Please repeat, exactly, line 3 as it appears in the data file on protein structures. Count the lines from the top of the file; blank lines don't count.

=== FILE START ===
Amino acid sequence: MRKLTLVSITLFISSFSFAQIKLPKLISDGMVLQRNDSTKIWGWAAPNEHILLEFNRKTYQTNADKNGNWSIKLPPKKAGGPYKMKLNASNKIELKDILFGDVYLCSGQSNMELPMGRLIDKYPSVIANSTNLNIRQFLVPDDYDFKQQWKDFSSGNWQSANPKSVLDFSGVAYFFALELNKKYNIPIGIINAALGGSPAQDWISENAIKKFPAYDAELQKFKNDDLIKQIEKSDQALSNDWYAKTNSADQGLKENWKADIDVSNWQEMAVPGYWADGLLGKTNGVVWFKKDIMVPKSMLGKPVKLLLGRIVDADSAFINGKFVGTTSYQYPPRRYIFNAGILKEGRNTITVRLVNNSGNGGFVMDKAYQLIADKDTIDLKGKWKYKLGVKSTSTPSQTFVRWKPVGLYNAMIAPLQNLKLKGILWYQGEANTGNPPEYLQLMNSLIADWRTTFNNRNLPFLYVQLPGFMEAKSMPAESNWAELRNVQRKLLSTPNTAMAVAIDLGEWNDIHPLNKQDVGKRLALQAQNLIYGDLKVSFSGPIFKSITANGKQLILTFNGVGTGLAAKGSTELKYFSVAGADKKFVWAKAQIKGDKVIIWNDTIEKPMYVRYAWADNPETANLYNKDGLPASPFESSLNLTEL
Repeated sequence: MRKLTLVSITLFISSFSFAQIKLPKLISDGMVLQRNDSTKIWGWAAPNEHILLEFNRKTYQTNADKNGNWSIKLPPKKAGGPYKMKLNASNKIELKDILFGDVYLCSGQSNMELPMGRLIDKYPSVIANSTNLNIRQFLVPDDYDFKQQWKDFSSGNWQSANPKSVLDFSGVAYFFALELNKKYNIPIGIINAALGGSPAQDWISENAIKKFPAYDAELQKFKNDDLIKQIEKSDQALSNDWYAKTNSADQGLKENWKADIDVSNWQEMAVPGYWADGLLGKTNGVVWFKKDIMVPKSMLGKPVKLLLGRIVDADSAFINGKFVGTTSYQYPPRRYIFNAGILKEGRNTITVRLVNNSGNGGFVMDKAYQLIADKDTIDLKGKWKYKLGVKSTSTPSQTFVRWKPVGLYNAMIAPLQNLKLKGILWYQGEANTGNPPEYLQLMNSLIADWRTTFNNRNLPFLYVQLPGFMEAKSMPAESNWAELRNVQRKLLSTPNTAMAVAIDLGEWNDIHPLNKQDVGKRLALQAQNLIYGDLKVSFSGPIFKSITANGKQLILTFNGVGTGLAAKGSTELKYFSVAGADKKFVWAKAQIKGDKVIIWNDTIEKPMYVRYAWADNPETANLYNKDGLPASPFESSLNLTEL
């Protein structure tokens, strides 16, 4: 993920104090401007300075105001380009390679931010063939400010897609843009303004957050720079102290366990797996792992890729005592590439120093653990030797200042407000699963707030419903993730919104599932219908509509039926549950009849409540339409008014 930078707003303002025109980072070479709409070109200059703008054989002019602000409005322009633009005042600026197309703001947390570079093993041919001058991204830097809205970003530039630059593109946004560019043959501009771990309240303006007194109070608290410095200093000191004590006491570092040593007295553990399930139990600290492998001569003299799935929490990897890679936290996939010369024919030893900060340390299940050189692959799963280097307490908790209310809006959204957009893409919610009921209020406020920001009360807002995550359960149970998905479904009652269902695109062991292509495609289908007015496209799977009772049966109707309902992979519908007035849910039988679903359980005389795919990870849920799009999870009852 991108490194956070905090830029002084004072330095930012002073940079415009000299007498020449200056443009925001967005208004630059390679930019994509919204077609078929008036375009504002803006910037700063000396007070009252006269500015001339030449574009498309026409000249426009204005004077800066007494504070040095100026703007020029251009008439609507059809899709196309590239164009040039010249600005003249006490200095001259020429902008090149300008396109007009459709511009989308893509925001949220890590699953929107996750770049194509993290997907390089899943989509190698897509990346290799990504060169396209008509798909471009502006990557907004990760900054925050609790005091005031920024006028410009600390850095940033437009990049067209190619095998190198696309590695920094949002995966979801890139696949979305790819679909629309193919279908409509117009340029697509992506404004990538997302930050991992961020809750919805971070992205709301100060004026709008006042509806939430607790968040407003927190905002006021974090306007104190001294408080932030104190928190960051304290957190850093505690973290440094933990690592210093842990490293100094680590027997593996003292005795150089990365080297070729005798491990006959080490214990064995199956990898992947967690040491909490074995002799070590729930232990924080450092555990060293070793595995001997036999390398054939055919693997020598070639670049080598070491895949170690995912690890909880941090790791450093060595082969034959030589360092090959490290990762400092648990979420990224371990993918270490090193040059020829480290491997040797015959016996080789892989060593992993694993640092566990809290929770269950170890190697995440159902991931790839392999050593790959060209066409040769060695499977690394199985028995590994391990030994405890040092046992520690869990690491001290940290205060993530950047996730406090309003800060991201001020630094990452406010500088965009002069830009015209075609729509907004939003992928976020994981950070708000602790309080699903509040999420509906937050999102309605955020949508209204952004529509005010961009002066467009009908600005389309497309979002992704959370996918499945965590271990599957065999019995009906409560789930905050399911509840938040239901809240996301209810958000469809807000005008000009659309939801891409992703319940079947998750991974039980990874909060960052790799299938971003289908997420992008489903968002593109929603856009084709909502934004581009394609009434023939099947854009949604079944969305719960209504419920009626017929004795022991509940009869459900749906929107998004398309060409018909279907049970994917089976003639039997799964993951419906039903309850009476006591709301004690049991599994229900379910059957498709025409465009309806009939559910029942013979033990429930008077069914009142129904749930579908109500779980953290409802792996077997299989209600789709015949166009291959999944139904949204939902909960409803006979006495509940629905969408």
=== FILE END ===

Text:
């Protein structure tokens, strides 16, 4: 993920104090401007300075105001380009390679931010063939400010897609843009303004957050720079102290366990797996792992890729005592590439120093653990030797200042407000699963707030419903993730919104599932219908509509039926549950009849409540339409008014 930078707003303002025109980072070479709409070109200059703008054989002019602000409005322009633009005042600026197309703001947390570079093993041919001058991204830097809205970003530039630059593109946004560019043959501009771990309240303006007194109070608290410095200093000191004590006491570092040593007295553990399930139990600290492998001569003299799935929490990897890679936290996939010369024919030893900060340390299940050189692959799963280097307490908790209310809006959204957009893409919610009921209020406020920001009360807002995550359960149970998905479904009652269902695109062991292509495609289908007015496209799977009772049966109707309902992979519908007035849910039988679903359980005389795919990870849920799009999870009852 991108490194956070905090830029002084004072330095930012002073940079415009000299007498020449200056443009925001967005208004630059390679930019994509919204077609078929008036375009504002803006910037700063000396007070009252006269500015001339030449574009498309026409000249426009204005004077800066007494504070040095100026703007020029251009008439609507059809899709196309590239164009040039010249600005003249006490200095001259020429902008090149300008396109007009459709511009989308893509925001949220890590699953929107996750770049194509993290997907390089899943989509190698897509990346290799990504060169396209008509798909471009502006990557907004990760900054925050609790005091005031920024006028410009600390850095940033437009990049067209190619095998190198696309590695920094949002995966979801890139696949979305790819679909629309193919279908409509117009340029697509992506404004990538997302930050991992961020809750919805971070992205709301100060004026709008006042509806939430607790968040407003927190905002006021974090306007104190001294408080932030104190928190960051304290957190850093505690973290440094933990690592210093842990490293100094680590027997593996003292005795150089990365080297070729005798491990006959080490214990064995199956990898992947967690040491909490074995002799070590729930232990924080450092555990060293070793595995001997036999390398054939055919693997020598070639670049080598070491895949170690995912690890909880941090790791450093060595082969034959030589360092090959490290990762400092648990979420990224371990993918270490090193040059020829480290491997040797015959016996080789892989060593992993694993640092566990809290929770269950170890190697995440159902991931790839392999050593790959060209066409040769060695499977690394199985028995590994391990030994405890040092046992520690869990690491001290940290205060993530950047996730406090309003800060991201001020630094990452406010500088965009002069830009015209075609729509907004939003992928976020994981950070708000602790309080699903509040999420509906937050999102309605955020949508209204952004529509005010961009002066467009009908600005389309497309979002992704959370996918499945965590271990599957065999019995009906409560789930905050399911509840938040239901809240996301209810958000469809807000005008000009659309939801891409992703319940079947998750991974039980990874909060960052790799299938971003289908997420992008489903968002593109929603856009084709909502934004581009394609009434023939099947854009949604079944969305719960209504419920009626017929004795022991509940009869459900749906929107998004398309060409018909279907049970994917089976003639039997799964993951419906039903309850009476006591709301004690049991599994229900379910059957498709025409465009309806009939559910029942013979033990429930008077069914009142129904749930579908109500779980953290409802792996077997299989209600789709015949166009291959999944139904949204939902909960409803006979006495509940629905969408």